|Printed Black & White Copy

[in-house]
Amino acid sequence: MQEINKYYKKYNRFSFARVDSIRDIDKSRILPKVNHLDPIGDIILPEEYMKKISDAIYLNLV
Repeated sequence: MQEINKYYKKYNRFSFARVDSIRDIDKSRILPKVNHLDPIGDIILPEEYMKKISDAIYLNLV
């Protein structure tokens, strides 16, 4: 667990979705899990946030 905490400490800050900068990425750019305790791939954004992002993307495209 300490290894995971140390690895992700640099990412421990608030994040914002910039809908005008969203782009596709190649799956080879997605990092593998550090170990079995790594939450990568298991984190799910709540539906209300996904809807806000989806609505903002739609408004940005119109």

This technical note introduces dynamic programming (DP), a powerful tool for finding optimal solutions to complex problems that involve a concatenation of multiple decisions. This note assumes some familiarity with decision trees. Compared to decision trees, DP simplifies the problem representation by pooling together similar decision situations, allowing us to apply backward induction in batches by means of the Bellman equation. The note stresses the importance of data to estimate transition probabilities, as well as to proxy the value-to-go in some complex situations. The note includes four exercises, which are supported by spreadsheets for both students and instructors. These cover job search decisions, pricing of American options, and hotel pricing (revenue management).